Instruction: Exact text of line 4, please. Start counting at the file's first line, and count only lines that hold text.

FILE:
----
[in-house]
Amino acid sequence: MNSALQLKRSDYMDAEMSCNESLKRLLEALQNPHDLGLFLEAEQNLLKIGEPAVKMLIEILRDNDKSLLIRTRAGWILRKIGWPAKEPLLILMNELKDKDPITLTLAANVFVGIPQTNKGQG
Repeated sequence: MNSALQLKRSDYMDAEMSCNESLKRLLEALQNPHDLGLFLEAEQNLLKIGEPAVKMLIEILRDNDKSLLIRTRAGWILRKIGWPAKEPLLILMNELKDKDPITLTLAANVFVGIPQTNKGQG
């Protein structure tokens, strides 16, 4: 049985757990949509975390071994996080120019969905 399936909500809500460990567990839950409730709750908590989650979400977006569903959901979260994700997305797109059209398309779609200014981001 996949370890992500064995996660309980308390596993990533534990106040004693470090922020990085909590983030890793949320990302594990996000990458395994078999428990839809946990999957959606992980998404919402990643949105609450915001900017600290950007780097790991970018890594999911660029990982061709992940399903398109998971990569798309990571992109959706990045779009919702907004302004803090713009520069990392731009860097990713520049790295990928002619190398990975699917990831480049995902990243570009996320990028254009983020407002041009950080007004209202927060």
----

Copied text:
């Protein structure tokens, strides 16, 4: 049985757990949509975390071994996080120019969905 399936909500809500460990567990839950409730709750908590989650979400977006569903959901979260994700997305797109059209398309779609200014981001 996949370890992500064995996660309980308390596993990533534990106040004693470090922020990085909590983030890793949320990302594990996000990458395994078999428990839809946990999957959606992980998404919402990643949105609450915001900017600290950007780097790991970018890594999911660029990982061709992940399903398109998971990569798309990571992109959706990045779009919702907004302004803090713009520069990392731009860097990713520049790295990928002619190398990975699917990831480049995902990243570009996320990028254009983020407002041009950080007004209202927060």